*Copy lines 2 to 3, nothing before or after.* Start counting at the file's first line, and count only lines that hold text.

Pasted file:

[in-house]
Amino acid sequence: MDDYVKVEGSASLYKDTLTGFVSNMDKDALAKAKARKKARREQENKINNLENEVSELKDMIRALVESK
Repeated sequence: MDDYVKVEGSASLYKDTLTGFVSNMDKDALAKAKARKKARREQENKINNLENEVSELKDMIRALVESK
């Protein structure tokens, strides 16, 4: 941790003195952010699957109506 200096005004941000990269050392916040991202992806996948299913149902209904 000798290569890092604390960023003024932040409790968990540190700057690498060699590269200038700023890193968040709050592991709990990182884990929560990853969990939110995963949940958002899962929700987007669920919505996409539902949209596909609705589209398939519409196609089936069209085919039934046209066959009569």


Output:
Amino acid sequence: MDDYVKVEGSASLYKDTLTGFVSNMDKDALAKAKARKKARREQENKINNLENEVSELKDMIRALVESK
Repeated sequence: MDDYVKVEGSASLYKDTLTGFVSNMDKDALAKAKARKKARREQENKINNLENEVSELKDMIRALVESK